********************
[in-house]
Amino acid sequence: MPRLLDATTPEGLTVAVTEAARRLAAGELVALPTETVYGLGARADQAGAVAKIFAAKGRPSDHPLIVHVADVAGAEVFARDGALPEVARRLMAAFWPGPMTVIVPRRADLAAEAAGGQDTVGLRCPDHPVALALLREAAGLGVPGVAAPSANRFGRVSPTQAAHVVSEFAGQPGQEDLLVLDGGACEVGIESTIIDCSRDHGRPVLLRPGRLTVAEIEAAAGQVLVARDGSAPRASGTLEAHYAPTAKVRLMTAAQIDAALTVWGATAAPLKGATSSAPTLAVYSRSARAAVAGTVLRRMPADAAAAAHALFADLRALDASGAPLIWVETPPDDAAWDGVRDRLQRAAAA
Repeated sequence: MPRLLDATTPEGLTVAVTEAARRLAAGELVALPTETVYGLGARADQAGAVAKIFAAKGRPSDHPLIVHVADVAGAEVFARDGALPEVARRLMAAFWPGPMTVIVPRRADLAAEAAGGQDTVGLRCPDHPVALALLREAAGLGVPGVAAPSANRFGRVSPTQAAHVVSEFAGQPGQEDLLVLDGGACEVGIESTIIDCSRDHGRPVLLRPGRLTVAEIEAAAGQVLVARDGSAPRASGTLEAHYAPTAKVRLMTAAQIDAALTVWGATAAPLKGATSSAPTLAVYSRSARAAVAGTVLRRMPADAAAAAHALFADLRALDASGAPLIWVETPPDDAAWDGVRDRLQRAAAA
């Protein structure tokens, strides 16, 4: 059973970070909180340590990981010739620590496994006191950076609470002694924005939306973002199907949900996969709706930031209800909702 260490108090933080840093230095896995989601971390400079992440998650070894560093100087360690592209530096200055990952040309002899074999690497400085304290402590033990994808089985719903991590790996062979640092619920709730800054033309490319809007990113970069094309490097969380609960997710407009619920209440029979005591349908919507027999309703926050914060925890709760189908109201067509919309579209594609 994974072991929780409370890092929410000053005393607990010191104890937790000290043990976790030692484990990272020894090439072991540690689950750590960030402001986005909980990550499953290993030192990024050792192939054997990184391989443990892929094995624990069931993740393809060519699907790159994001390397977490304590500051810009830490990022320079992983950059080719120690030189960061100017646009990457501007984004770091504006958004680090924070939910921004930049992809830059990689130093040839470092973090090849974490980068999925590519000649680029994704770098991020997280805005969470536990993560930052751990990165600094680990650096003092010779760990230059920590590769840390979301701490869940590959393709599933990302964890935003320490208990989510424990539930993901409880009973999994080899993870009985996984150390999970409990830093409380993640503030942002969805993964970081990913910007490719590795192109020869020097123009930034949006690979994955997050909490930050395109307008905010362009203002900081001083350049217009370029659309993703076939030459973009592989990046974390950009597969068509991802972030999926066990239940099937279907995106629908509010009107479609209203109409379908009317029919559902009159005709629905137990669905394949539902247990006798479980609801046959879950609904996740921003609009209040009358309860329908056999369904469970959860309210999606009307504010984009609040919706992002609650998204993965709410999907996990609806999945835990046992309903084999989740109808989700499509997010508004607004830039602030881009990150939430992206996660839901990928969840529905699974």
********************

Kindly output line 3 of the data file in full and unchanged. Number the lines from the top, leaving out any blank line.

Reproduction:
Repeated sequence: MPRLLDATTPEGLTVAVTEAARRLAAGELVALPTETVYGLGARADQAGAVAKIFAAKGRPSDHPLIVHVADVAGAEVFARDGALPEVARRLMAAFWPGPMTVIVPRRADLAAEAAGGQDTVGLRCPDHPVALALLREAAGLGVPGVAAPSANRFGRVSPTQAAHVVSEFAGQPGQEDLLVLDGGACEVGIESTIIDCSRDHGRPVLLRPGRLTVAEIEAAAGQVLVARDGSAPRASGTLEAHYAPTAKVRLMTAAQIDAALTVWGATAAPLKGATSSAPTLAVYSRSARAAVAGTVLRRMPADAAAAAHALFADLRALDASGAPLIWVETPPDDAAWDGVRDRLQRAAAA